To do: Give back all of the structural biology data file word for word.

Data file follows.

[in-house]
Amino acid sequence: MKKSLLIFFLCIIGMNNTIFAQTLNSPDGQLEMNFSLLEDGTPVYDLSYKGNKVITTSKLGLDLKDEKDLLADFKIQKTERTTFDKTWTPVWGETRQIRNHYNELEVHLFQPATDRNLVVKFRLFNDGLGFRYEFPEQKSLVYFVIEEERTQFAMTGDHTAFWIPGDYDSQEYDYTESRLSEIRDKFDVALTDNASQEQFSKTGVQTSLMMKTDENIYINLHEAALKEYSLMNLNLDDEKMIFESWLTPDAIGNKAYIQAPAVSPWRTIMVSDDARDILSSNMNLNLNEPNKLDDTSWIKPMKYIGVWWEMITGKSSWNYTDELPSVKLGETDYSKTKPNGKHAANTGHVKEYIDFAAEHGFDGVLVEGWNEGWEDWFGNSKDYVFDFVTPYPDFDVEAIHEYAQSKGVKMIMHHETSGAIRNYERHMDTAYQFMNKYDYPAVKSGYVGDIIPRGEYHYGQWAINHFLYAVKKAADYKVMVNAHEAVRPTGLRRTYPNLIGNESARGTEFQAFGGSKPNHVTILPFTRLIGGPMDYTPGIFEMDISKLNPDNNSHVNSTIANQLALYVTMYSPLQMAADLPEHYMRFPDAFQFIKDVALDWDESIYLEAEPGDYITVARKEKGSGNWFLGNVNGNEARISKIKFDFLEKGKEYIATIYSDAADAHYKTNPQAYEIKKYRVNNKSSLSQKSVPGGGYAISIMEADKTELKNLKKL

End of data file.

[in-house]
Amino acid sequence: MKKSLLIFFLCIIGMNNTIFAQTLNSPDGQLEMNFSLLEDGTPVYDLSYKGNKVITTSKLGLDLKDEKDLLADFKIQKTERTTFDKTWTPVWGETRQIRNHYNELEVHLFQPATDRNLVVKFRLFNDGLGFRYEFPEQKSLVYFVIEEERTQFAMTGDHTAFWIPGDYDSQEYDYTESRLSEIRDKFDVALTDNASQEQFSKTGVQTSLMMKTDENIYINLHEAALKEYSLMNLNLDDEKMIFESWLTPDAIGNKAYIQAPAVSPWRTIMVSDDARDILSSNMNLNLNEPNKLDDTSWIKPMKYIGVWWEMITGKSSWNYTDELPSVKLGETDYSKTKPNGKHAANTGHVKEYIDFAAEHGFDGVLVEGWNEGWEDWFGNSKDYVFDFVTPYPDFDVEAIHEYAQSKGVKMIMHHETSGAIRNYERHMDTAYQFMNKYDYPAVKSGYVGDIIPRGEYHYGQWAINHFLYAVKKAADYKVMVNAHEAVRPTGLRRTYPNLIGNESARGTEFQAFGGSKPNHVTILPFTRLIGGPMDYTPGIFEMDISKLNPDNNSHVNSTIANQLALYVTMYSPLQMAADLPEHYMRFPDAFQFIKDVALDWDESIYLEAEPGDYITVARKEKGSGNWFLGNVNGNEARISKIKFDFLEKGKEYIATIYSDAADAHYKTNPQAYEIKKYRVNNKSSLSQKSVPGGGYAISIMEADKTELKNLKKL